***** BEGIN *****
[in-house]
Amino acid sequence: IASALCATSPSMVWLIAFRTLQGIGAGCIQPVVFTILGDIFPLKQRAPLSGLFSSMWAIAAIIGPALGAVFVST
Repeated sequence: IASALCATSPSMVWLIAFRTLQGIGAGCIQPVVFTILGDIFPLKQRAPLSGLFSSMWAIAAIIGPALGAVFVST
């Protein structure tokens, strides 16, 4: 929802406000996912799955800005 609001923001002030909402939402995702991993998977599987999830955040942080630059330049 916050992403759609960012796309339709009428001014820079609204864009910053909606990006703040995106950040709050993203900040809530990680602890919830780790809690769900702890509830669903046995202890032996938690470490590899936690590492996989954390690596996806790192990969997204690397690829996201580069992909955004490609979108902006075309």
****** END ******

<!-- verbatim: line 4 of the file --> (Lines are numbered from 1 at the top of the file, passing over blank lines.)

């Protein structure tokens, strides 16, 4: 929802406000996912799955800005 609001923001002030909402939402995702991993998977599987999830955040942080630059330049 916050992403759609960012796309339709009428001014820079609204864009910053909606990006703040995106950040709050993203900040809530990680602890919830780790809690769900702890509830669903046995202890032996938690470490590899936690590492996989954390690596996806790192990969997204690397690829996201580069992909955004490609979108902006075309």